Cleveland Clinic, one of the largest and most respected multispecialty hospitals in the US, has successfully performed its first in-utero foetal surgery to repair a spina bifida birth defect in a nearly 23-week-old foetus.
A multispecialty team of clinicians performed the surgery in February, and the baby, a girl, was later delivered by caesarean section near full term on June 3, making it northern Ohio’s first surgery of its kind. Mother and daughter are doing well, according to a statement by the hospital.
The surgical team, led by Dr Darrell Cass, MD, director of Foetal Surgery in Cleveland Clinic’s Foetal Centre and a specialist who has performed more than 160 foetal surgeries since 2002, included Dr Amanda Kalan, MD, medical director of Cleveland Clinic’s Special Delivery Unit; Dr Violette Recinos, MD, and Dr Kaine Onwuzulike, MD, both paediatric neurosurgeons; Dr Francine Erenberg, MD, foetal cardiologist; and Dr McCallum Hoyt, MD and Dr Tara Hata, MD, obstetric and paediatric anaesthesiologists.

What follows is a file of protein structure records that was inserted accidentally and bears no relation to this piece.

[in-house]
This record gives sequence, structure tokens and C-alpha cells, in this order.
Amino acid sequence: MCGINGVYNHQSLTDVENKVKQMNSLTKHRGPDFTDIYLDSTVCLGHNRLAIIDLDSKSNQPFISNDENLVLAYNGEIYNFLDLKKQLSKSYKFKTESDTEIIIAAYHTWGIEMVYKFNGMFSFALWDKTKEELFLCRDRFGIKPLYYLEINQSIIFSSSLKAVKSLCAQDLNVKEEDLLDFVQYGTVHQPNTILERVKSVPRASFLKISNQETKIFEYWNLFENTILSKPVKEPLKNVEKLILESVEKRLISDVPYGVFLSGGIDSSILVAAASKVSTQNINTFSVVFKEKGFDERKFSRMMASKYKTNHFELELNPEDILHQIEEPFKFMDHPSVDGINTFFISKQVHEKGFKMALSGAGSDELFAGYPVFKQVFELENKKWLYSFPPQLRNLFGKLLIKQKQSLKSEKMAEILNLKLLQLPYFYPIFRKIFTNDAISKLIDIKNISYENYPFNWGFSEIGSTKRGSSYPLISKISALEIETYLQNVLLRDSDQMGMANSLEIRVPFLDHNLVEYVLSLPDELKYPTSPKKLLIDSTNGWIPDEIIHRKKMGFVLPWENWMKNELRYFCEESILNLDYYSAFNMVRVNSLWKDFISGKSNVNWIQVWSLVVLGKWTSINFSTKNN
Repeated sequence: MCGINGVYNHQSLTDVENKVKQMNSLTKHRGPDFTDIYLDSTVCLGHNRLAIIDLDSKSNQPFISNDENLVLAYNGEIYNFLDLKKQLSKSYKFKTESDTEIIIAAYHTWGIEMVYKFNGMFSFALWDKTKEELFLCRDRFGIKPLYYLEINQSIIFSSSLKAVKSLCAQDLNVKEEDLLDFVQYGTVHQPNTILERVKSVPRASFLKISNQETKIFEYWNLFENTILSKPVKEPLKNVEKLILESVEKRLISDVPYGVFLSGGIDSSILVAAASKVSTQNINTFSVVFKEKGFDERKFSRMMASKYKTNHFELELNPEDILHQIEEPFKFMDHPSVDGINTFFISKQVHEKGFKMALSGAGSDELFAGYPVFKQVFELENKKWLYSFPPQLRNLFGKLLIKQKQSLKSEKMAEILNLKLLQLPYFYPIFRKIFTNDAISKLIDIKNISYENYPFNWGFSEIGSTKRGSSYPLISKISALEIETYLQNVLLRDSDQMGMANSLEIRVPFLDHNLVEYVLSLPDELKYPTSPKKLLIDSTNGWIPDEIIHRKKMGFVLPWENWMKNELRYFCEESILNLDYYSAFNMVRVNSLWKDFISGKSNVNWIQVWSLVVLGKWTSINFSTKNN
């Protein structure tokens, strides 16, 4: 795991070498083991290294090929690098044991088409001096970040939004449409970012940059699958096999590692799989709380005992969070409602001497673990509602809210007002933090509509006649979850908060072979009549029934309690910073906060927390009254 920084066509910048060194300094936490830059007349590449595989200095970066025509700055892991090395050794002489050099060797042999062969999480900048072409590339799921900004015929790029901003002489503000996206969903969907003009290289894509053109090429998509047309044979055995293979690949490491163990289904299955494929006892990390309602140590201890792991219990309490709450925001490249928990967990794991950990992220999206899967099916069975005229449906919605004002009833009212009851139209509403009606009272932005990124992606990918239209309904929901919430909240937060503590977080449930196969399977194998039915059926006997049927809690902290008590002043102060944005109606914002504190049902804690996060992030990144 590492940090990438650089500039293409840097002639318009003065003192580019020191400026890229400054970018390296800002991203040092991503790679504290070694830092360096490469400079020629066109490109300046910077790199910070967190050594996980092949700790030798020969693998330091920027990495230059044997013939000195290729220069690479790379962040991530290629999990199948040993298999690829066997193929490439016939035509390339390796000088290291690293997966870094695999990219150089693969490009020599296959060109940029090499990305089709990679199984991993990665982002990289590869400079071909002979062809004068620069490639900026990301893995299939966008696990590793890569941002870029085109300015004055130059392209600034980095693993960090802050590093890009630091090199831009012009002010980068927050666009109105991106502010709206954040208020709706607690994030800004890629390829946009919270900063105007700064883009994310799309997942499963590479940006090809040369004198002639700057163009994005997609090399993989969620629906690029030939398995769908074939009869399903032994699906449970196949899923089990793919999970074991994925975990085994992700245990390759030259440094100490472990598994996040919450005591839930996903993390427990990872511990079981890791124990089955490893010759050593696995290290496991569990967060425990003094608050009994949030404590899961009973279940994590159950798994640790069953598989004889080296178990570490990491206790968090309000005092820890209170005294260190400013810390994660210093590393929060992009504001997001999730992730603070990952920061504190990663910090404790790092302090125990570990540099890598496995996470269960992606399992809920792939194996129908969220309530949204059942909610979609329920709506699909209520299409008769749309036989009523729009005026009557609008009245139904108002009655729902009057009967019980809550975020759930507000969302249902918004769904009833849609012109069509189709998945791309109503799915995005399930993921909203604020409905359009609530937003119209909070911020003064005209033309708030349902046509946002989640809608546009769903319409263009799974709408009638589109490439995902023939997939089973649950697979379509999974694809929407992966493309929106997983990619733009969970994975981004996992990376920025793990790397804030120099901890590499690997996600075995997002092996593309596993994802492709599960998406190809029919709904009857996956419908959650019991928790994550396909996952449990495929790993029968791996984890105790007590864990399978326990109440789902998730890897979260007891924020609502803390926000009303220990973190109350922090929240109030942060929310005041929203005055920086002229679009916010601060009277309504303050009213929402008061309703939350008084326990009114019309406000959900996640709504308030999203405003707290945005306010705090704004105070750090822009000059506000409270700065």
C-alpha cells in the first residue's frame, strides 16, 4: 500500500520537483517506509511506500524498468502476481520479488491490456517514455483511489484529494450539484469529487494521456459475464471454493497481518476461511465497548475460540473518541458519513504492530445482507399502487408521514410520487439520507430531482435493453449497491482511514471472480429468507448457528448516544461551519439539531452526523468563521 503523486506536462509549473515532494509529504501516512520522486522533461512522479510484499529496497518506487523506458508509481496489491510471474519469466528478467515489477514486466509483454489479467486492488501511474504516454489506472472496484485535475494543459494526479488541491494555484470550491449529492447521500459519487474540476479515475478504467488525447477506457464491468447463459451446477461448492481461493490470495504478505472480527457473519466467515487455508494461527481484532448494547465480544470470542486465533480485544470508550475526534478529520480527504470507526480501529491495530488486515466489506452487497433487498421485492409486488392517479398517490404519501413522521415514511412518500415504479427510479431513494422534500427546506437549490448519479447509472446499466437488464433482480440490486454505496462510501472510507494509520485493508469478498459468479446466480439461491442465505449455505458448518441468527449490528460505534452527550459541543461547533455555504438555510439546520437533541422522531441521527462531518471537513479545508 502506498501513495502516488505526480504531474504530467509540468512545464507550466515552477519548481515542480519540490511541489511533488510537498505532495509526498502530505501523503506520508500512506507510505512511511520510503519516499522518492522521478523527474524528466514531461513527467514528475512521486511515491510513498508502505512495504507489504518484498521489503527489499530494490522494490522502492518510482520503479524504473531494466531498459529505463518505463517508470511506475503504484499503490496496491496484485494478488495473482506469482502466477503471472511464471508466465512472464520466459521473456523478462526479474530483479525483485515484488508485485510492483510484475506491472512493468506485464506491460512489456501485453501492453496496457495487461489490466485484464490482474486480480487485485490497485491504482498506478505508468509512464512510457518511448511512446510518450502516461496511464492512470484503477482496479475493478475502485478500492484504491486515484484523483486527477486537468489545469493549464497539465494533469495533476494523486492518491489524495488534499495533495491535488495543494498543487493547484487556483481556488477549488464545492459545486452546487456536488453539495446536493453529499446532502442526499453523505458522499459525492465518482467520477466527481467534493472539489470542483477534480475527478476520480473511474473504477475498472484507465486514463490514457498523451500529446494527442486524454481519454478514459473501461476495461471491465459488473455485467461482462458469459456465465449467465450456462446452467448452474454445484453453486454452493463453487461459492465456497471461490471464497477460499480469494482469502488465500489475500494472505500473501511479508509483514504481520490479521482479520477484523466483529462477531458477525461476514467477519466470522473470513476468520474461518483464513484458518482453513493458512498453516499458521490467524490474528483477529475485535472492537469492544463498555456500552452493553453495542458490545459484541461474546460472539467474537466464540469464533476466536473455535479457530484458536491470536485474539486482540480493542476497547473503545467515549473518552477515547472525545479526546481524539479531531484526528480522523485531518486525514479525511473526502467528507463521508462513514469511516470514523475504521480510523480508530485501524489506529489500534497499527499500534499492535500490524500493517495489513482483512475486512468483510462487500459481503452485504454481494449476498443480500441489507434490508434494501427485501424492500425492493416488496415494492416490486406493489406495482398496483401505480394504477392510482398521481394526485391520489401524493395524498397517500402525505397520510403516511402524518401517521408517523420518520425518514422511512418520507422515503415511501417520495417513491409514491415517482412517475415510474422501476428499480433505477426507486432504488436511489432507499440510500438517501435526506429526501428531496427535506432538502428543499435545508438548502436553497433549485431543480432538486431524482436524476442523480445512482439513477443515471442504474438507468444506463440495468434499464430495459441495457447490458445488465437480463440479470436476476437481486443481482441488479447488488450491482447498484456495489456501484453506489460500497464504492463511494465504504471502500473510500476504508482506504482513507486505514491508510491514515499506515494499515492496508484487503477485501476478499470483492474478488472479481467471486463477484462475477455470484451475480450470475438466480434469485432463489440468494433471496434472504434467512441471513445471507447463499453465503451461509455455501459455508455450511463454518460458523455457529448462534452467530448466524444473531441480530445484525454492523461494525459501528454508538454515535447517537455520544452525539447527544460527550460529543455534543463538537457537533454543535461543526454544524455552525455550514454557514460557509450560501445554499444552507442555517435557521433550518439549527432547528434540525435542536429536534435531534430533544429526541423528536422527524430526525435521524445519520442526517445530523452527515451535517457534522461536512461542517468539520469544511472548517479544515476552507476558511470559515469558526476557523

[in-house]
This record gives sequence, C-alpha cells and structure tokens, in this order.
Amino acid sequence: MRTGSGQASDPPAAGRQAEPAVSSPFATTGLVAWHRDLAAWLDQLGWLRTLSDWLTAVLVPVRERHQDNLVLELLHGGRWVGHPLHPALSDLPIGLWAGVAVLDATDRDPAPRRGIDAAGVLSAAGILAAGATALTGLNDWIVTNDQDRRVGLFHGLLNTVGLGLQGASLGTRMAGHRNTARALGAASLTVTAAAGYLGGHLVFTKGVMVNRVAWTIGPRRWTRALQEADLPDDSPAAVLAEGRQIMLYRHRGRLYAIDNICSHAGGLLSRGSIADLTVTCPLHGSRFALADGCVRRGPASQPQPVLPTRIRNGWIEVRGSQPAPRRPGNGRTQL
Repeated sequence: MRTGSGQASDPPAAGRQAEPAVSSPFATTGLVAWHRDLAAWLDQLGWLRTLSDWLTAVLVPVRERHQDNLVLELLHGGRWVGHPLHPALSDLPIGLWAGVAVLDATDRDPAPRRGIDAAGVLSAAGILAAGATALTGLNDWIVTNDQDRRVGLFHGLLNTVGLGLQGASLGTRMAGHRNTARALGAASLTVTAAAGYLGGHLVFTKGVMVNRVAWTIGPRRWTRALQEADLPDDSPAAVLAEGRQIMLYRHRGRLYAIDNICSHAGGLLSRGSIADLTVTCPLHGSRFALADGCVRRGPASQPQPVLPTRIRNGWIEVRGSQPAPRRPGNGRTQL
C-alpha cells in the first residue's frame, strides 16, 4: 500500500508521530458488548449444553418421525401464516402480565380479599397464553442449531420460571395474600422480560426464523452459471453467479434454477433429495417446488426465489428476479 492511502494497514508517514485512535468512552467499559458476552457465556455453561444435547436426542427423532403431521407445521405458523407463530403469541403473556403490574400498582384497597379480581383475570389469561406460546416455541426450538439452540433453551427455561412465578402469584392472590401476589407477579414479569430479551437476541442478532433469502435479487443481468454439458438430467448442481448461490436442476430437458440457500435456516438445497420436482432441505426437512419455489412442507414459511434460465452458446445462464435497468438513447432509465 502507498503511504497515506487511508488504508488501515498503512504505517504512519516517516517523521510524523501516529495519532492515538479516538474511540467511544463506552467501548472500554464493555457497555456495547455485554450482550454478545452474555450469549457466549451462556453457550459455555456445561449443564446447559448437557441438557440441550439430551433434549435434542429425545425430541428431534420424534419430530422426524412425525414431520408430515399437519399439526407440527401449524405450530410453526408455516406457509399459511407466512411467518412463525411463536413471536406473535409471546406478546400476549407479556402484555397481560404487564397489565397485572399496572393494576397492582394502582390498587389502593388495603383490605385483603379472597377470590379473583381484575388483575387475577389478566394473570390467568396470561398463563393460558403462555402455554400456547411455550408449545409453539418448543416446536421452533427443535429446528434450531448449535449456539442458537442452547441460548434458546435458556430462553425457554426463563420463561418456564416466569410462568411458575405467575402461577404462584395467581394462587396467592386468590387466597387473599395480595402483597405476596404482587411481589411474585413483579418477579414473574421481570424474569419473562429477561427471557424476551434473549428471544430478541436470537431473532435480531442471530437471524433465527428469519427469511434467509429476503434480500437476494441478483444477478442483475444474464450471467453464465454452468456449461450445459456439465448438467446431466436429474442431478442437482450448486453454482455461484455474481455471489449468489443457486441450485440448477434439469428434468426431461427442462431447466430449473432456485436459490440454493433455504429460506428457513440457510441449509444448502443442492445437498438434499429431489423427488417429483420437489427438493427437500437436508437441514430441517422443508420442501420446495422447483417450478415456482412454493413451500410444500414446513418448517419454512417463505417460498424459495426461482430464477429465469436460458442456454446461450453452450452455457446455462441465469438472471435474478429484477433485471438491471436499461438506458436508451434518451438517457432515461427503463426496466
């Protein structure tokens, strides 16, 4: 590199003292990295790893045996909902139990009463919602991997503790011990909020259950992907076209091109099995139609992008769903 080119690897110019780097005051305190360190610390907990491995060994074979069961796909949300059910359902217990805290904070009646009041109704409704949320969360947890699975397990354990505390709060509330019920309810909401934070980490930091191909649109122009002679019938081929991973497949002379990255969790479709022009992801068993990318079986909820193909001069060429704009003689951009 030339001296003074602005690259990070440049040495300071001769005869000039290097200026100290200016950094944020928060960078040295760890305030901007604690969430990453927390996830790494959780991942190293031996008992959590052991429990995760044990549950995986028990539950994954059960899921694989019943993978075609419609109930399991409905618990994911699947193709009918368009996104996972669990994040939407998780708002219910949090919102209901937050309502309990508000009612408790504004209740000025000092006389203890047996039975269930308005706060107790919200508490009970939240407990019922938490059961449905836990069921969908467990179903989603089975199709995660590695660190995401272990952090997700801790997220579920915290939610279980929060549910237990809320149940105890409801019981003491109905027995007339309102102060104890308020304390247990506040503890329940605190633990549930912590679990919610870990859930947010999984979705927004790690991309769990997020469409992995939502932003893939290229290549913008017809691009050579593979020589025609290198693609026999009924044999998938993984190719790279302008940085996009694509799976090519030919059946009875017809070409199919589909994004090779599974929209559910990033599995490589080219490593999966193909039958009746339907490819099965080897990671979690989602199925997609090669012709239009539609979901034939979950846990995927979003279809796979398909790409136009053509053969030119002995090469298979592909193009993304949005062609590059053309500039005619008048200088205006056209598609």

Spina bifida is a birth defect that is most often discovered during the routine anatomy scan typically performed when a foetus is around 18 weeks old. The condition affects the lowest part of the spine and occurs when the neural tube does not fully close, causing the backbone that protects the spinal cord not to form as it should. This often results in damage to the spinal cord and nerves and can even lead to brain damage.
Spina bifida can affect a child’s lower leg strength and their ability to walk and run, as well as their ability to go to the bathroom and urinate adequately. According to the CDC, approximately 1,645 babies are born with spina bifida each year in the United States.